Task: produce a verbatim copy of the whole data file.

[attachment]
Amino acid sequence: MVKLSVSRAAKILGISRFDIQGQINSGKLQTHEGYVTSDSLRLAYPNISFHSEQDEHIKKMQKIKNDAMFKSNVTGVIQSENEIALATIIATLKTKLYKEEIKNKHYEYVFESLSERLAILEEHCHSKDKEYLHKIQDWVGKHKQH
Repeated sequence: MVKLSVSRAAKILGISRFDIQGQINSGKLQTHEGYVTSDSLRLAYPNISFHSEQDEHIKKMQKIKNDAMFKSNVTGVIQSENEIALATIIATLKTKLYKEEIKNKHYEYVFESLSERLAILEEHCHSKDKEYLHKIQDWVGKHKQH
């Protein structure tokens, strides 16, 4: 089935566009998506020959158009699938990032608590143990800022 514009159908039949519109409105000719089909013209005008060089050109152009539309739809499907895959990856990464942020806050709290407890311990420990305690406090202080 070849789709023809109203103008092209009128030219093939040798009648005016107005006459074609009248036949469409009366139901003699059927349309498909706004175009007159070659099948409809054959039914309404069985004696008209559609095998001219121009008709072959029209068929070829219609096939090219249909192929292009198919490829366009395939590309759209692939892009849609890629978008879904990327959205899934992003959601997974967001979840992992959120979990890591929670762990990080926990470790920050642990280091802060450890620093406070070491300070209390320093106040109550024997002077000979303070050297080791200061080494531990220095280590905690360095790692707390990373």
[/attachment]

Amino acid sequence: MVKLSVSRAAKILGISRFDIQGQINSGKLQTHEGYVTSDSLRLAYPNISFHSEQDEHIKKMQKIKNDAMFKSNVTGVIQSENEIALATIIATLKTKLYKEEIKNKHYEYVFESLSERLAILEEHCHSKDKEYLHKIQDWVGKHKQH
Repeated sequence: MVKLSVSRAAKILGISRFDIQGQINSGKLQTHEGYVTSDSLRLAYPNISFHSEQDEHIKKMQKIKNDAMFKSNVTGVIQSENEIALATIIATLKTKLYKEEIKNKHYEYVFESLSERLAILEEHCHSKDKEYLHKIQDWVGKHKQH
């Protein structure tokens, strides 16, 4: 089935566009998506020959158009699938990032608590143990800022 514009159908039949519109409105000719089909013209005008060089050109152009539309739809499907895959990856990464942020806050709290407890311990420990305690406090202080 070849789709023809109203103008092209009128030219093939040798009648005016107005006459074609009248036949469409009366139901003699059927349309498909706004175009007159070659099948409809054959039914309404069985004696008209559609095998001219121009008709072959029209068929070829219609096939090219249909192929292009198919490829366009395939590309759209692939892009849609890629978008879904990327959205899934992003959601997974967001979840992992959120979990890591929670762990990080926990470790920050642990280091802060450890620093406070070491300070209390320093106040109550024997002077000979303070050297080791200061080494531990220095280590905690360095790692707390990373």